• Kentucky Fairness in Construction Act – Effective July 1, 2007

Sponsored Links

Download the ebook

Submitted for publication
555 Jefferson Street, Suite 301
Paducah, Kentucky 42001
(270) 443-8253
Kentucky Fairness in Construction
Act – Effective July 1, 2007
Thomas J. Keuler, Attorney at Law
David L. Kelly, Attorney at Law
Denton & Keuler
Paducah, Kentucky
Recently, the Kentucky legislature enacted the “Kentucky Fairness in Construction Act”, which
becomes effective on July 1, 2007. This Act sets forth various restrictions which will redefine some of the
terms and conditions in your company’s construction agreements.
o “Construction” means building, altering, repairing, improving, or demolishing any struc-
tures or buildings, or other improvements of any kind to any real property
Residential construction is exempt
Maintenance exempt
Processing equipment work exempt
USDA Rural Utilities Services projects exempt
• “Business days” – not defined in statute, but Kentucky law defines as weekdays exclud-
ing holidays
o Owners must pay GC/prime within 30 business days after “timely, properly completed, un-
disputed request for payment.”
o Interest on unpaid amounts accrues at 12% per annum commencing on the 31st business
o For statute to apply (and interest to accrue), Contractor must provide Owner with notice on
25th business day indicating non-payment and pending statutory consequences
Unusual Notice Requirement
• For statute to apply on the 25th business day Contractor must provide Owner
Kentucky Fairness in Construction Act – 2007 1
with written notice via certified mail indicating non-payment and pending
statutory consequences
o Postsecondary Educational Institutions and Boards of Education are allowed 45 business
o Contractor must pay Subcontractors undisputed amounts within 15 business days of receiv-
ing payment from Owner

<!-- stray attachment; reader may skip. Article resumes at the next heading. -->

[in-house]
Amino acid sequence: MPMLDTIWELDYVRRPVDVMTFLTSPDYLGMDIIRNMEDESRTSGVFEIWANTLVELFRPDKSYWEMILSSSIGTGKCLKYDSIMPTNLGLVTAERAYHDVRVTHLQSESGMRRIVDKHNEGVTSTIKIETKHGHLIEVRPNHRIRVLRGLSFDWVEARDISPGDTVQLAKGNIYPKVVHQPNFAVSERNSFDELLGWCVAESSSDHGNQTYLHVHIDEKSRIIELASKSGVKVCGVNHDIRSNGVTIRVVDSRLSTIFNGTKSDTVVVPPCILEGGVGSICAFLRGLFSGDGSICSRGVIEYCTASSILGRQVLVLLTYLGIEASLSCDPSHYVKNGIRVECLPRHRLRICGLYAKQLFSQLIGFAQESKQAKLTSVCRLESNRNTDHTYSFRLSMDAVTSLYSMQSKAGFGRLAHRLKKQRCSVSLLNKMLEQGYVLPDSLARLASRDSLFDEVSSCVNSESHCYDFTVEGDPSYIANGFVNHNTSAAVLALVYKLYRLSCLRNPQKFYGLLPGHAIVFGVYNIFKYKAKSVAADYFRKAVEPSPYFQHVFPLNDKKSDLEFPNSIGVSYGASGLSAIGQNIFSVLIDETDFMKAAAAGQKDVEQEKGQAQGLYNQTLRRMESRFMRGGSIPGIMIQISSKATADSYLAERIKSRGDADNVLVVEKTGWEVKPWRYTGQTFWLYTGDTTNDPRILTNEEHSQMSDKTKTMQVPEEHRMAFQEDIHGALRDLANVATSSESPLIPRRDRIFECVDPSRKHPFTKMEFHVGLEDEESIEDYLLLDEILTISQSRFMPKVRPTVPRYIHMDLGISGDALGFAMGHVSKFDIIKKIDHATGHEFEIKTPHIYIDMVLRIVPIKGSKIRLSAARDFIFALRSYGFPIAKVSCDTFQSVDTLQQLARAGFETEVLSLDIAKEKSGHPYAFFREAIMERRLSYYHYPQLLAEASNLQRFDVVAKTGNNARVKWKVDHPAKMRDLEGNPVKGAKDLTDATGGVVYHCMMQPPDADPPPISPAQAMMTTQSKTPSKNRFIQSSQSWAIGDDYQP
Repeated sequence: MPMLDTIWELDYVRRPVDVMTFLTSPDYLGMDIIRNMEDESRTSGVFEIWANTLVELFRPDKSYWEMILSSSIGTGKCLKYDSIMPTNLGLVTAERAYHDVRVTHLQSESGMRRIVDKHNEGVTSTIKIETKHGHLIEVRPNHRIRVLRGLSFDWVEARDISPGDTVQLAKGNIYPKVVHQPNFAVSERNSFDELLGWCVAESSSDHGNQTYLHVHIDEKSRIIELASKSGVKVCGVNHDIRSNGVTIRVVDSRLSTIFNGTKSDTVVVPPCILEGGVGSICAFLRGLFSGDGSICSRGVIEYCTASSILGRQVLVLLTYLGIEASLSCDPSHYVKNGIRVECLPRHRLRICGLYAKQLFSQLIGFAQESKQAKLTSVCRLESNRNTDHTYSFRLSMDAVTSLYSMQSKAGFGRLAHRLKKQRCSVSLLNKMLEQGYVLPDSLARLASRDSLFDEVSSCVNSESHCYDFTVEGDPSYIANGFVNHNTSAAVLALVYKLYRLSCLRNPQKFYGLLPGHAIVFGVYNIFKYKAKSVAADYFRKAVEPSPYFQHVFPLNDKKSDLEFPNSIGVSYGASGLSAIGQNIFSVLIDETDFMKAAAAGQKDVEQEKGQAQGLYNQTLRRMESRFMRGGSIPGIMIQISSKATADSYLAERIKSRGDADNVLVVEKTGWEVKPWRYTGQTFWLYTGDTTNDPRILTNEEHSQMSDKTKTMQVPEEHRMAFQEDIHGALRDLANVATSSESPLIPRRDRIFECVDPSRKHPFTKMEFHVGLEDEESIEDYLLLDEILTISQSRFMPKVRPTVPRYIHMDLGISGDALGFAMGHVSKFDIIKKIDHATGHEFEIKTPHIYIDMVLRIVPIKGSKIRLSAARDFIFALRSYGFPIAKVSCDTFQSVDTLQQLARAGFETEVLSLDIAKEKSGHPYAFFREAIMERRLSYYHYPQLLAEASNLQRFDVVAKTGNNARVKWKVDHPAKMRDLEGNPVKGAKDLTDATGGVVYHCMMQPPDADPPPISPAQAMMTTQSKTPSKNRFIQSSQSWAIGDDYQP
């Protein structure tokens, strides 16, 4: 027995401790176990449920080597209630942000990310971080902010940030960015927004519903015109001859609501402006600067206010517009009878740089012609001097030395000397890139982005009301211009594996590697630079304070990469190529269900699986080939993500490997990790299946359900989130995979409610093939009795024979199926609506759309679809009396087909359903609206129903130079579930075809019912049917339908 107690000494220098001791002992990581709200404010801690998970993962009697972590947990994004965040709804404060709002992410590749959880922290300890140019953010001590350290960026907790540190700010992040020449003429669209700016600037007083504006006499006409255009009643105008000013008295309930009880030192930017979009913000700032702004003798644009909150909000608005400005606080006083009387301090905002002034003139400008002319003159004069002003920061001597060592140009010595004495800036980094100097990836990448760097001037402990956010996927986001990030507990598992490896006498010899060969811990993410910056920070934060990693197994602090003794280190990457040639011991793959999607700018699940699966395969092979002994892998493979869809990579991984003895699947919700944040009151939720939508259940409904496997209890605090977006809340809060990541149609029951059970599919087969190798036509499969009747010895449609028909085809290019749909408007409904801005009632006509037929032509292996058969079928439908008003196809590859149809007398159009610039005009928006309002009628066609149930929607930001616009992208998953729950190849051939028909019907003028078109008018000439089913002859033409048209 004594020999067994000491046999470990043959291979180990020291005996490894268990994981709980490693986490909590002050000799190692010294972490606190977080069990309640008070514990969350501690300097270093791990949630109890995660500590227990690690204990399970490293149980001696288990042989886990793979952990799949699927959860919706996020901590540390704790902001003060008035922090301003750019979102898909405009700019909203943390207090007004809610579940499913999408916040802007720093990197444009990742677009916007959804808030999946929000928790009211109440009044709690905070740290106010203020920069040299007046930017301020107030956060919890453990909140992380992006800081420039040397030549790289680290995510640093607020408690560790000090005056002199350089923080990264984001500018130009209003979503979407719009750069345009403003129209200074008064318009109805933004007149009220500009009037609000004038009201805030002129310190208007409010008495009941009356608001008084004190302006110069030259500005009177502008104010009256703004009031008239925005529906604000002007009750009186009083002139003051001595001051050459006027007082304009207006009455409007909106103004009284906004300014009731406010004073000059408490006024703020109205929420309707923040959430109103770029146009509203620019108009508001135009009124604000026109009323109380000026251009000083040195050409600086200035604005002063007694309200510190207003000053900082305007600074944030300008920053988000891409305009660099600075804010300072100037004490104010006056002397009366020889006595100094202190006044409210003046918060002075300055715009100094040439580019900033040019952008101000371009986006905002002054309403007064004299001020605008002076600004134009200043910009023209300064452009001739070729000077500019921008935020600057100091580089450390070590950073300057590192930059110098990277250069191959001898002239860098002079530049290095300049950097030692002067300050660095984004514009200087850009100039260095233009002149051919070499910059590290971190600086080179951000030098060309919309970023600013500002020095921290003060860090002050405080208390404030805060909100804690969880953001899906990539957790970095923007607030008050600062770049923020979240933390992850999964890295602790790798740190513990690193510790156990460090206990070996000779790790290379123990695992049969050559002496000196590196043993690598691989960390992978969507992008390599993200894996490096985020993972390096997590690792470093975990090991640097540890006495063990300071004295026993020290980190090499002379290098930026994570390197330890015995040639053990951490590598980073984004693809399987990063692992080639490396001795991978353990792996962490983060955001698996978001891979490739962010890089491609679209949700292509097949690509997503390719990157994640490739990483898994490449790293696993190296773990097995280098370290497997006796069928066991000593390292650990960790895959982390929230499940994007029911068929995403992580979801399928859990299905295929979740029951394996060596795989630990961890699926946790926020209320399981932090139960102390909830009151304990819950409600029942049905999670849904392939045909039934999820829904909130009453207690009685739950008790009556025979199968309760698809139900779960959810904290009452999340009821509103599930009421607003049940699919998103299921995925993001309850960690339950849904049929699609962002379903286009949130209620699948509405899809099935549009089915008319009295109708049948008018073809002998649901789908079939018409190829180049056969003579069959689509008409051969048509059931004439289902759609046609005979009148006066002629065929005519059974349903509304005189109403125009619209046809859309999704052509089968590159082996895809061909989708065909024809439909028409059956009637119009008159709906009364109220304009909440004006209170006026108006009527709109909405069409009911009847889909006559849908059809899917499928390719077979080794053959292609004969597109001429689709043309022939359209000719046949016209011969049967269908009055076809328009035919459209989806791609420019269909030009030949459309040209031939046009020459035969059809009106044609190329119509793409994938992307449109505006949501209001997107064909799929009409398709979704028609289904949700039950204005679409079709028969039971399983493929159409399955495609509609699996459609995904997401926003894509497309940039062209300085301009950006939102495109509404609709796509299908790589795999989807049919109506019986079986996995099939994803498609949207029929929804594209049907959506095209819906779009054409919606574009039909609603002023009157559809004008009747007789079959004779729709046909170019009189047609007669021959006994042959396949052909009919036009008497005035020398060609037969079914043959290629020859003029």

Provision applies to retainage
Interest accrues at 12% per annum commencing on 16th business day
No notice requirement similar to Prime Contractor-to-Owner obligation
o Provisions apply to all payments to all lower tier subs
Successive 15 business day periods
o What is a “timely, properly completed, undisputed request for payment”?
“properly completed” – no prohibition against subjective terms to create “dispute”
“request for payment” – AIA A201: Article 9 “pay applications” must be certified
for payment by Architect
“undisputed” – pay applications will be scrutinized more carefully
Likely Ramifications –people will dispute payment to avoid paying 12% inter-
o Until 50% completion “in accordance with the contract” retainage limited to 10% of any
undisputed payment due
o Beginning at 51% completion, retainage is limited to 5%
o Retainage, less 200% of reasonable estimated cost of completion, shall be released to Prime
within 30 days of substantial completion
Reasonable cost of completion determined by Contracting entity
Substantial completion determined by Contracting entity’s agent
o Prime shall release proportionate share of retainage to Subcontractors within 15 business
days of receipt
o “the point at which, as certified in writing by the Contracting entity, a project is at the level
of completion, in strict compliance with the contract, where:
(a) necessary approval by public regulatory authorities has been given;
(b) the Owner has received all required warranties and documentation, and
Kentucky Fairness in Construction Act – 2007 2
(c) the Owner may enjoy beneficial use or occupancy and may use, operate, and
maintain the project in all respects, for its intended purpose.”
o No mention of existing retainage legislation
o Retainage on public project must be held in escrow accumulating limited interest
o Severability
If provision is found to be void – the Court will only strike that provision
The remainder of the contract (the “un-struck” part) will remain in full force and ef-
o A provision that purports to waive, release or extinguish the right of a Contractor or Sub-